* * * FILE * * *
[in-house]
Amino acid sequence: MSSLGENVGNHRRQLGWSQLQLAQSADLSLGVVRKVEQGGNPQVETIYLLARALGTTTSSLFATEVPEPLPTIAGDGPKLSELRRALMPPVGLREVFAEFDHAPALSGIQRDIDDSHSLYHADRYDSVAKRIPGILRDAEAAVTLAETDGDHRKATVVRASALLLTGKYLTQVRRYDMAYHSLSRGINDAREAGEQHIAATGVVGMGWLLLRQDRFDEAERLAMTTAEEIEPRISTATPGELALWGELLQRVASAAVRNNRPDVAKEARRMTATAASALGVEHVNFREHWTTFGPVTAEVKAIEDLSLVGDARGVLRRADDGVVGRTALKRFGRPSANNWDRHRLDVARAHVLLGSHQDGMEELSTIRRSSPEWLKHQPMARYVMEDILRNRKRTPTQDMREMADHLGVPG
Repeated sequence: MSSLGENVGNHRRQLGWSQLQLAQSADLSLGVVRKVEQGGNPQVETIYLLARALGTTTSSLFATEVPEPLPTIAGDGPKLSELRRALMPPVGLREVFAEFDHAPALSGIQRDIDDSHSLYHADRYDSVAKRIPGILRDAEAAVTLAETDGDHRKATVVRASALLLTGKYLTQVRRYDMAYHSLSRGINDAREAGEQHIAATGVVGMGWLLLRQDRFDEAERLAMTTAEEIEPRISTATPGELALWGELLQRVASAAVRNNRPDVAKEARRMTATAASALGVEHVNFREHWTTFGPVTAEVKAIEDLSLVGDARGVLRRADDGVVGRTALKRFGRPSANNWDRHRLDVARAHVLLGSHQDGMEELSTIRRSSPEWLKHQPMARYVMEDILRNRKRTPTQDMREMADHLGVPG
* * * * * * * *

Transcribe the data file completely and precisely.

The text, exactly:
[in-house]
Amino acid sequence: MSSLGENVGNHRRQLGWSQLQLAQSADLSLGVVRKVEQGGNPQVETIYLLARALGTTTSSLFATEVPEPLPTIAGDGPKLSELRRALMPPVGLREVFAEFDHAPALSGIQRDIDDSHSLYHADRYDSVAKRIPGILRDAEAAVTLAETDGDHRKATVVRASALLLTGKYLTQVRRYDMAYHSLSRGINDAREAGEQHIAATGVVGMGWLLLRQDRFDEAERLAMTTAEEIEPRISTATPGELALWGELLQRVASAAVRNNRPDVAKEARRMTATAASALGVEHVNFREHWTTFGPVTAEVKAIEDLSLVGDARGVLRRADDGVVGRTALKRFGRPSANNWDRHRLDVARAHVLLGSHQDGMEELSTIRRSSPEWLKHQPMARYVMEDILRNRKRTPTQDMREMADHLGVPG
Repeated sequence: MSSLGENVGNHRRQLGWSQLQLAQSADLSLGVVRKVEQGGNPQVETIYLLARALGTTTSSLFATEVPEPLPTIAGDGPKLSELRRALMPPVGLREVFAEFDHAPALSGIQRDIDDSHSLYHADRYDSVAKRIPGILRDAEAAVTLAETDGDHRKATVVRASALLLTGKYLTQVRRYDMAYHSLSRGINDAREAGEQHIAATGVVGMGWLLLRQDRFDEAERLAMTTAEEIEPRISTATPGELALWGELLQRVASAAVRNNRPDVAKEARRMTATAASALGVEHVNFREHWTTFGPVTAEVKAIEDLSLVGDARGVLRRADDGVVGRTALKRFGRPSANNWDRHRLDVARAHVLLGSHQDGMEELSTIRRSSPEWLKHQPMARYVMEDILRNRKRTPTQDMREMADHLGVPG